Prince's Dock, Liverpool facts for kids
Prince's Dock, Liverpool Waterfront
|Location||Liverpool, United Kingdom|
|Owner||The Peel Group|
|Operator||Mersey Docks and Harbour Company|
|Area||11 acres (4.5 ha), 3,889 sq yd (3,252 m2)|
|Width at entrance||45 ft (14 m)|
|Quay length||1,613 yd (1,475 m)|
Prince's Dock is a dock on the River Mersey, England, and part of the Port of Liverpool. It is the most southerly of the docks situated in the northern part of the Liverpool dock system, connected to Prince's Half-Tide Dock to the north. The dock is now in the buffer zone to one of Liverpool's World Heritage Sites.
Initially, William Jessop and John Rennie were consulted about the plans for the dock. The dock was built by John Foster, with construction starting around 1810. During the construction, Foster ordered many times more stone than was needed. Allegedly, Foster diverted it to his family's building company. He resigned when this was discovered.
The dock was named for the Prince Regent. Still unfinished, it opened on the day of the Prince Regent's coronation as George IV in 1821. Access to the southern half of the dock system was via George's Basin, George's Dock and into Canning Dock. In 1874 George's Basin was filled, and in 1899 George's Dock was filled and the site used to create what is now the Pier Head.
On 12 June 1895 Liverpool Riverside Station was opened, situated between Prince's Dock and the River Mersey.
In 1968 B&I Line (operator of the Liverpool - Dublin service) commenced a new car ferry service from Carriers' Dock further downriver. A passenger only service continued to use Prince's Dock until 1969.
Ferry services from Prince's Dock finally ended in November 1981 when P&O Ferries closed their Liverpool - Belfast overnight service. The dock subsequently closed to shipping and was partly filled.
Commercial redevelopment began when the dock was passed to the Merseyside Development Corporation in 1988. Much of Prince's Dock's wharfage and warehouse space has been replaced by:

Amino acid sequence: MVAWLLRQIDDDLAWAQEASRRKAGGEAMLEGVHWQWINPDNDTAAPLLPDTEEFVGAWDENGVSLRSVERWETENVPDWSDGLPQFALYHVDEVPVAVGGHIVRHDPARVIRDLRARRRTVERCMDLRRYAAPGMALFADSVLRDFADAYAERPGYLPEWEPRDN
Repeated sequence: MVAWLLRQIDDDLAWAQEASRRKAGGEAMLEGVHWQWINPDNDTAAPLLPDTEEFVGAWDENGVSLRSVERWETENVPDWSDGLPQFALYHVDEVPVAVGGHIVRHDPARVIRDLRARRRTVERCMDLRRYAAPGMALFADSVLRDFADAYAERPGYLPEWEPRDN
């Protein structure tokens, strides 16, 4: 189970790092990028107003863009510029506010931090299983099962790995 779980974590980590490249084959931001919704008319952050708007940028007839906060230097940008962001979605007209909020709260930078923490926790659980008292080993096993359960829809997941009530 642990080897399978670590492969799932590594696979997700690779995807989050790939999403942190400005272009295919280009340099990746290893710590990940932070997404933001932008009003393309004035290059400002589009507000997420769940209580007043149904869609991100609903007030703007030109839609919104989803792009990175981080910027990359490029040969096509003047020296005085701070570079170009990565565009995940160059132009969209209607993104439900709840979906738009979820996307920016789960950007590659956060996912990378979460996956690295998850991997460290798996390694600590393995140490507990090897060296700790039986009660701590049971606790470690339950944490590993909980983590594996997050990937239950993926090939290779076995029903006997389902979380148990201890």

- Three blocks of office accommodation along the river front.
- The £24 million Malmaison 128-room hotel. It opened in 2007 and is its owning company's first ever 'new build'. It stands alongside the existing Crowne Plaza hotel.
- Three blocks of flats.
The dock was partially filled in to inland canal boat depths precluding deep water vessels. The dock has been divided into two sections spanned by a pedestrian bridge that was designed by the Liverpool John Moores University Centre for Architectural Research and Consultancy Unit (CARCU).
By March 2009 work was completed on a £22 million extension of the Leeds and Liverpool Canal, providing a further 1.4 miles of navigable waterway. A new lock and fixed bridge was built at the northern end of Prince's Dock. At the south end of the dock, a new canal tunnel was constructed which leads to the Pier Head. The tunnel is routed beneath St. Nicholas Place and the access road for the new cruise liner facility. From Prince's Dock, the extension passes the Pier Head and terminates at Canning Dock.
In 2007, planning permission was secured for the £130million New World Square. This was to have incorporated an eight storey, five-star hotel, 385 apartments and space for shops and restaurants. However, planning permission for this development expired in 2010.
In 2016, planning permission was granted for the 34-storey Lexington Liverpool.
Prince's Dock is mentioned in the novel Redburn, His First Voyage by Herman Melville (1849):
"In magnitude, cost and durability the docks of Liverpool surpass all others in the world... for miles you may walk along that riverside, passing dock after dock, like a chain of immense fortresses. Prince's Dock, of comparatively recent construction, is perhaps the largest of all and is well known to American sailors from the fact that it is mostly frequented by the American shipping."
It is also mentioned in The English at the North Pole, the first part of Jules Verne novel The Adventures of Captain Hatteras (1864).
Prince's Dock, Liverpool Facts for Kids. Kiddle Encyclopedia.